Why would a browser user want to block ads from websites? After all, everyone knows that ads pay the freight for mostly free content. Ad blocking could be considered risky behavior with long term, unintended consequences. Websites die without revenue. Advertising helps to keep the lights on and food on the table.
A number of Apple oriented websites have disappeared in recent years, thanks to a massive shift in online advertising. Remember Apple Matters? The last entry was 2011. Remember Mac News Network? It shut down over a year ago. Others may follow thanks to a growing trend among website viewers. Ad blockers.
Is it legal to block ads in Safari or whatever browser you choose? Yes. And, no. And, it depends. A court in Germany says ad blockers are A-OK. Another court said ad blockers cannot charge websites for whitelisting a site. Ad blocker usage is a growing phenomenon. Even Apple allows ad blockers on Safari on the Mac, but also on iPhone and iPad. Even on our website, BohemianBoomer, about 30-percent of all visitors have an active ad blocker.
What’s the problem?
Advertisers. They became too greedy and took advantage of a website’s ability to capture and track readers. Each ad could and does spawn many different trackers, and over the course of a few years, a website page with perhaps 150k of content became a 5MB monstrously slow download. That frustration spawned the growth and use of ad blockers.
Advertisers and websites have only themselves to blame. And Google. As the largest of online advertisers, Google is among the worst players because it also uses analytics to track website visitors. That, combined with its own advertising system and willingness to partner with a growing number of third party advertising networks has helped to push website revenue into the gutter. So, websites picked up more advertisers and displayed ever more ads, and you know the rest of the story. Readers became tired of slow downloads and constant ad gimmicks and rebelled.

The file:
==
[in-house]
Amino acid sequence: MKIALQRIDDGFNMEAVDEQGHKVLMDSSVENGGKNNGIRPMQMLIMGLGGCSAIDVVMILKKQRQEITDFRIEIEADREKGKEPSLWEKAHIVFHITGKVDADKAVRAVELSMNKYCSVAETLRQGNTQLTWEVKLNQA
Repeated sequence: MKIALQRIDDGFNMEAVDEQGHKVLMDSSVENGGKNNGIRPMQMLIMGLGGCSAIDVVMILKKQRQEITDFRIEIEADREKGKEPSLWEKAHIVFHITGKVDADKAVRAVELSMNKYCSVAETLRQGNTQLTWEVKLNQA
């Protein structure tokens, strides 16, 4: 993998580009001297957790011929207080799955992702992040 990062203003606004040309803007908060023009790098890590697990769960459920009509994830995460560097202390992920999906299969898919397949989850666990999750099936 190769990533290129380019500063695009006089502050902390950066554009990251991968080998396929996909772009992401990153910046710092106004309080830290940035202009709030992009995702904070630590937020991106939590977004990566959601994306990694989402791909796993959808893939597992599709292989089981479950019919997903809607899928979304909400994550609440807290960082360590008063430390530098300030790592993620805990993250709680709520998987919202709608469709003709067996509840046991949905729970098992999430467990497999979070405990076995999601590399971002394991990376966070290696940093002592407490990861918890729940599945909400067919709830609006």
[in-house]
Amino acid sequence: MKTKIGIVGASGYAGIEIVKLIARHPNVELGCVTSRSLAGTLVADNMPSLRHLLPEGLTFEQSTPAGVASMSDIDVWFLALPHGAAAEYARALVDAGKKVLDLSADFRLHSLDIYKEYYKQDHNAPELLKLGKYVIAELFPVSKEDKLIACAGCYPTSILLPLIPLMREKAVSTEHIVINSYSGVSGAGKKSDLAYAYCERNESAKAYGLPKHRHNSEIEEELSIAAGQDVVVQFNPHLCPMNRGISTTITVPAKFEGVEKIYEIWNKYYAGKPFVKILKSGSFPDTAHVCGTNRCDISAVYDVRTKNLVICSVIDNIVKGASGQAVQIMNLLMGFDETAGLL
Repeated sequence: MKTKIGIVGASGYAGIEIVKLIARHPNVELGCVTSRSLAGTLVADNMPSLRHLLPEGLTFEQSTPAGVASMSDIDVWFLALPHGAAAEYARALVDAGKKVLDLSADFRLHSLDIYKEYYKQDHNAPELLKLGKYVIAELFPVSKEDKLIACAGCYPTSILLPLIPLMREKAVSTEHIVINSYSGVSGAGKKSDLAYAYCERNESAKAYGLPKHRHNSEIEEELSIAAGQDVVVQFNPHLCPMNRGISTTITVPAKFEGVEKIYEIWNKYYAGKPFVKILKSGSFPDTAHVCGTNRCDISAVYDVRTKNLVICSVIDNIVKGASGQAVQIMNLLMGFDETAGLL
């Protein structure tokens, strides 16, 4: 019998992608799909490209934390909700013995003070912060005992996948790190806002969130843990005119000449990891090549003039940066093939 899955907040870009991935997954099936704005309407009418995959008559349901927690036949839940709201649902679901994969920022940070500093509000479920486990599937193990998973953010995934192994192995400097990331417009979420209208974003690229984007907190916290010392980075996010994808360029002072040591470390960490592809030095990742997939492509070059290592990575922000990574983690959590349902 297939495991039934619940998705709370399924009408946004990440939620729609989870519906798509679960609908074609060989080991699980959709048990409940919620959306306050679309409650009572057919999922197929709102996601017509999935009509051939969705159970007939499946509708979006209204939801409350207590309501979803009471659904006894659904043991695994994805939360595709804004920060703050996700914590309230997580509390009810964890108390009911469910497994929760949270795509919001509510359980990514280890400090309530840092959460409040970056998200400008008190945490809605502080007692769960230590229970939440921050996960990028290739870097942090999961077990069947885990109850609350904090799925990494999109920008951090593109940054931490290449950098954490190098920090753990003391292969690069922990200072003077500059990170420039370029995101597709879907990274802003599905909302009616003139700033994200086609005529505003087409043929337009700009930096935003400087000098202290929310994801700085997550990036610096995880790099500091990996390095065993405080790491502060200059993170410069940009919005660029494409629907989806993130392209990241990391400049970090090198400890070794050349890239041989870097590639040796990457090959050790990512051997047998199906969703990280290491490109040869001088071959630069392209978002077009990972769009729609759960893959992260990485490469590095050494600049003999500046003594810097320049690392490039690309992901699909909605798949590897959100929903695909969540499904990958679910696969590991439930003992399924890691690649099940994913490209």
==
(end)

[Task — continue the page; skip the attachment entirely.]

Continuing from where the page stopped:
Even Apple saw the handwriting on the wall and now allows Safari on iPhone and iPad to contain ad blockers. About half of all of Google’s mobile advertising revenue comes from Apple’s iPhone and iPad customers, so the trend toward ever more ad blockers means Google, advertisers, and websites have been hurt by these changes.
Enter the no-tracker group. There are not many of us but what we’re doing we think is the best way to handle advertising. Note that BohemianBoomer, AppleVillagers, and other Apple-oriented websites have a do-not-track policy. No trackers. No analytics trackers. No advertising trackers. Not even website cookies. Just a few clean and neat ads here and there that are fully relevant to Apple’s customers and our readers.
We’ve noticed a trend. Our website’s pages are easily compressed and load into your browser much faster than almost any other website you visit. Try it yourself. Plus, Boomer has a simple, responsive design so it looks good on a big iMac screen and on the iPhone, and still loads quickly because there are no weighty tracking scripts dragging it down. If you want to see how much tracking goes on while you browse the web, check out the free Safari extension from Ghostery. It’s a jungle out there. And you’re the one being hunted.